Phillippe Bolopion from FRANCE24 TV said supplies are piling up at the airport and not being delivered. Desperate people can't "understand why the generosity of the world isn't getting to them. It's really hard to comprehend."
Radio Television Esponola's (RTVE) Fran Sevilla reported:
"There continues to be no distribution of humanitarian aid, of food and water. I ask myself how all these human beings survive. I ask if anyone is helping them, if they are receiving anything, and the answer is always no. They survive thanks to the solidarity between them, sharing between families and groups of friends what little they have, what they can get."
President Rene Preval is disturbingly absent and silent, reportedly at the airport, out of sight, playing no role in the relief effort - something he should lead, not abstain from, and do it visibly, actively, on the ground in Port-au-Prince, what Aristide would do if there.
Despite the obstacles, some nations are doing what they can, Venezuela for one, a critical Hugo Chavez saying on his weekly Sunday broadcast:
"It seems that the United States is militarily occupying Haiti, taking advantage of the tragedy....Thousands of (soldiers) are disembarking in Haiti as if it were a war. (Haiti) needs doctors, tents, rescue teams and machinery....Now, who said soldiers, rifles and machine guns are necessary?"
Venezuelan and Cuban aid were some of the first to arrive, and Chavez and Castro promise more, including food, water, doctors, medical supplies and rescue equipment, yet Venezuelan Foreign Minister Nicholas Maduro said shipments were diverted to the Dominican Republic, losing precious hours to deliver it to victims.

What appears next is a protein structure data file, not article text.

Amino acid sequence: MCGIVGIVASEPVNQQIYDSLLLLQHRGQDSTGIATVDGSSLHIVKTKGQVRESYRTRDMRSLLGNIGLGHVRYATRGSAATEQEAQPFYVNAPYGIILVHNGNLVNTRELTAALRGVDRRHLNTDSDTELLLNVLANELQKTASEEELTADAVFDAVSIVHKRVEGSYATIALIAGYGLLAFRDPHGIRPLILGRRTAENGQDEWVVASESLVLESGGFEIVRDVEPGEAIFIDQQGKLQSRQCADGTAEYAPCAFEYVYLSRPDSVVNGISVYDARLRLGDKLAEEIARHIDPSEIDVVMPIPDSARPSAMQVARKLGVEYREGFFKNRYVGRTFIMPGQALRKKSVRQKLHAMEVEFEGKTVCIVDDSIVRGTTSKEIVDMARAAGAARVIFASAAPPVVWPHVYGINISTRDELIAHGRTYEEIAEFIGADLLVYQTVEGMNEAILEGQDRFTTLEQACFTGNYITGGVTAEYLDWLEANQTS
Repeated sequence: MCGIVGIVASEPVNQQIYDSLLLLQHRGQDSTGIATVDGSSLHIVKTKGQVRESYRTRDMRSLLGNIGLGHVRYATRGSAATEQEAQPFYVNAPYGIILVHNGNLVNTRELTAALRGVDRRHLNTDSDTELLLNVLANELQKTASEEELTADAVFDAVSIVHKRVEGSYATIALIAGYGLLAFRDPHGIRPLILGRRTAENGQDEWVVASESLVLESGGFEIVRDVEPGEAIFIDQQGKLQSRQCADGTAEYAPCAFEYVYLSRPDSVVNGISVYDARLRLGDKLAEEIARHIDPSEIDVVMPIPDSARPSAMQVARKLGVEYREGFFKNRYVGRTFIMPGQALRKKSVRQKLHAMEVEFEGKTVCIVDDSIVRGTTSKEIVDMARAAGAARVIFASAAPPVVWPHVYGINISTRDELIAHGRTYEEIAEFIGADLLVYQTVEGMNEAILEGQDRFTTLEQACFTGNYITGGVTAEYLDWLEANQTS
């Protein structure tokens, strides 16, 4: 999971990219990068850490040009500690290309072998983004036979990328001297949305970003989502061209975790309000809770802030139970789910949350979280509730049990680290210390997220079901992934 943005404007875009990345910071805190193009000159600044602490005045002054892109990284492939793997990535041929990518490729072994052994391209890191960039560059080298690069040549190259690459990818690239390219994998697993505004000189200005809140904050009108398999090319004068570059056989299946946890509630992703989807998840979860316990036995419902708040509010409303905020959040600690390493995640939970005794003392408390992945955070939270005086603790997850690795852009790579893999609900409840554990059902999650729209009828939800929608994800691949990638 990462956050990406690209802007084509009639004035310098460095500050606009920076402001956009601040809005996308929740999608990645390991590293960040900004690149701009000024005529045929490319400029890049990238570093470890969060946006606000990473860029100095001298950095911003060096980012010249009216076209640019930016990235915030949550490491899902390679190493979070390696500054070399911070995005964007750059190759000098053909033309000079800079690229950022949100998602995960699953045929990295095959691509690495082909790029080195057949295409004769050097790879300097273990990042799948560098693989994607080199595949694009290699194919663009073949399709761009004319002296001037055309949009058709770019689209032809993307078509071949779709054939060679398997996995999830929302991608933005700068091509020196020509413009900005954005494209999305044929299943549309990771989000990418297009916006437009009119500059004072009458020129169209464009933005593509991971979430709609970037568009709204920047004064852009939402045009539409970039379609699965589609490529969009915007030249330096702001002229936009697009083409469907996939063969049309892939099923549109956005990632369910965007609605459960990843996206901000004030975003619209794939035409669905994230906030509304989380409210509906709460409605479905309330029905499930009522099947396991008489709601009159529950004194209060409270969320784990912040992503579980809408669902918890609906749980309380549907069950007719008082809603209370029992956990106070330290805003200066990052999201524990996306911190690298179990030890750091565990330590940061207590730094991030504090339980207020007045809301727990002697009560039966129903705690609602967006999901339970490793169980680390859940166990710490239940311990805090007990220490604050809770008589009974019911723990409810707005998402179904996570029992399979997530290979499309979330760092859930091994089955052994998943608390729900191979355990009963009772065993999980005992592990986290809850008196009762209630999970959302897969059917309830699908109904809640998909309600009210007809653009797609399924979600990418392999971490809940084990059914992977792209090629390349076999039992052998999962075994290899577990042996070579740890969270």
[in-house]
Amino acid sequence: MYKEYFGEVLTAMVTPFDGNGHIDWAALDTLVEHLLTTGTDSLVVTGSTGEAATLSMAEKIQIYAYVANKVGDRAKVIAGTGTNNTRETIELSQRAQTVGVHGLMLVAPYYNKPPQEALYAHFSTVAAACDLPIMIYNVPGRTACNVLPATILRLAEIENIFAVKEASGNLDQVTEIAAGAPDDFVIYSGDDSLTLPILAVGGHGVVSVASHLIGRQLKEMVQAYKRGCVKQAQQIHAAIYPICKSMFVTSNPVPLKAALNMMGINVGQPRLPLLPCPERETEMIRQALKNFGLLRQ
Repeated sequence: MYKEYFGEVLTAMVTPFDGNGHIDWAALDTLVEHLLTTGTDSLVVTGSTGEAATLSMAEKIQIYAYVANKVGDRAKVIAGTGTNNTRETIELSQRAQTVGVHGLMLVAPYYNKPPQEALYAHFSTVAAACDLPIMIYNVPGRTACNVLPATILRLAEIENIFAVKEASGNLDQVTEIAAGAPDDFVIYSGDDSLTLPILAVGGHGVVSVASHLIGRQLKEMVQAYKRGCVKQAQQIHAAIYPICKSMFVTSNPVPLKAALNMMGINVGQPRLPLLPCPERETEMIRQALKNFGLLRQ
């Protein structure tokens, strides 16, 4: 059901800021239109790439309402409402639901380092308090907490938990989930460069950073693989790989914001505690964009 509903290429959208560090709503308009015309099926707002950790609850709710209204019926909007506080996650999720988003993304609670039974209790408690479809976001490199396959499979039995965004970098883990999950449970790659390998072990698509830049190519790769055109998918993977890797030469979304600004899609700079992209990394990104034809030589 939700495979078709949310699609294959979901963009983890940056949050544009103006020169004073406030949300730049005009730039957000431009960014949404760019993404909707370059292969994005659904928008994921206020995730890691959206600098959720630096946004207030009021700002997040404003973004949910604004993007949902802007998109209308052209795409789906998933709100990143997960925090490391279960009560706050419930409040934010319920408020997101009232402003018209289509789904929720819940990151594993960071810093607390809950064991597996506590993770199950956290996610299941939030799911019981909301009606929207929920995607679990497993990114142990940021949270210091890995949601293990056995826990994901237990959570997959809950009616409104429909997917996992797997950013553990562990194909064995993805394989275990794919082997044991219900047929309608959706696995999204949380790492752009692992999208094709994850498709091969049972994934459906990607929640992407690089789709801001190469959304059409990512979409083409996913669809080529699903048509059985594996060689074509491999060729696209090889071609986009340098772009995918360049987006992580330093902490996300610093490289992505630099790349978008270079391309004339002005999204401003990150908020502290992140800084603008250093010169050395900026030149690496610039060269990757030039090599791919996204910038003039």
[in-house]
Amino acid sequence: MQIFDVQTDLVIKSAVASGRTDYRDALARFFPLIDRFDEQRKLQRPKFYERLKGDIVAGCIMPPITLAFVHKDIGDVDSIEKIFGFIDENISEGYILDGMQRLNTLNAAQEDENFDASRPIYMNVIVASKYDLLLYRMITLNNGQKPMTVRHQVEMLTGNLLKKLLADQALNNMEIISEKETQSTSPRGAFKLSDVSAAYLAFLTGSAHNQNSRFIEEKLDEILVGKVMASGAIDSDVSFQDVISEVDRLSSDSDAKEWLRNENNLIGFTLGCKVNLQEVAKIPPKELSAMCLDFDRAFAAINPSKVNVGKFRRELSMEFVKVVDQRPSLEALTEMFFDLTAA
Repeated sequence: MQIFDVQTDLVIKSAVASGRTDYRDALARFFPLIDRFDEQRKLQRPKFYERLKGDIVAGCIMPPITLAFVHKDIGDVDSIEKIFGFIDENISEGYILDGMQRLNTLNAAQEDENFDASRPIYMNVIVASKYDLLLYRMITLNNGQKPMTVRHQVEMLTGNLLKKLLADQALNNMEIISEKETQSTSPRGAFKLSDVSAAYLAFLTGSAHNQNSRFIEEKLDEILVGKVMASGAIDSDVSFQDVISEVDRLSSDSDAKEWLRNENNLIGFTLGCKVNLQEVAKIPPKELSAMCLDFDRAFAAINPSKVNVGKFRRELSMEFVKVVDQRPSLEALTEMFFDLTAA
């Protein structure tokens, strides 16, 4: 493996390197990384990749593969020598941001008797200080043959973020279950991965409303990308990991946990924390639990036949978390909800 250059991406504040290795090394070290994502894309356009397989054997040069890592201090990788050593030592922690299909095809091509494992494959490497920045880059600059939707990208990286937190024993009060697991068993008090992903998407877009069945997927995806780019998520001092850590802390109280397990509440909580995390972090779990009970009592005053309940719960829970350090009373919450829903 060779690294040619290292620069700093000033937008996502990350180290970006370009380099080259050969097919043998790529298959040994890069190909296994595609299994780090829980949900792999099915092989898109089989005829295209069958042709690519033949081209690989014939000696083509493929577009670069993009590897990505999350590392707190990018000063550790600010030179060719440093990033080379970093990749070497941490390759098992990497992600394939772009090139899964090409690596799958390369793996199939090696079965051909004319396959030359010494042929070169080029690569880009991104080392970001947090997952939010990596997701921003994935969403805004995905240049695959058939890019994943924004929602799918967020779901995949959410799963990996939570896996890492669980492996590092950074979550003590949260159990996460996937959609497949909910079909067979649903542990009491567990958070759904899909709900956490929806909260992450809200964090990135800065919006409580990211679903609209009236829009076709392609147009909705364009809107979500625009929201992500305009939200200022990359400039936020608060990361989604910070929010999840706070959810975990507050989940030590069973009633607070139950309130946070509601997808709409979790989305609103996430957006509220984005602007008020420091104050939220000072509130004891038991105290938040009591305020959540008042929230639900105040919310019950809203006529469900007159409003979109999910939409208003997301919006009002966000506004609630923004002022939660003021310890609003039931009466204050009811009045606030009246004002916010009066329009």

So far, Venezuela alone has sent fuel, 616 metric tons of food, and 116 metric tons of equipment, including water purification systems, electrical generators and heavy equipment for moving rubble, Chavez saying:
"The Venezuelan people (will do more and) will donate all the fuel the Haitian people need. We are coordinating with the president of the Dominican Republic, Leonel Fernandez, who put the terminal of the refinery of his country at our service."
Chavez later announced that another five ships loaded with food and medical supplies left for Haiti on January 19 with Venezuelan soldiers on board to "protect the safety of everyone, but not to militarily occupy (the country) as the US intends to do."
Venezuela and other ALBA nations (Bolivarian Alliance for the Americas) pledged generous aid, additional shiploads already sent carrying thousands of tons of food and other supplies.
America's Response - Occupation, Not Aid
In a show of strength, US paratroupers took control of the Presidential Palace, symbol of the nation's sovereignty, wanting it for a command center, and angering one Haitian to say:
"I haven't seen the Americans in the streets giving out water and food, but now they come to the palace."
"It's an occupation. The palace is our power, our face, our pride," now taken, occupied, a deep humiliation while critical needs go begging.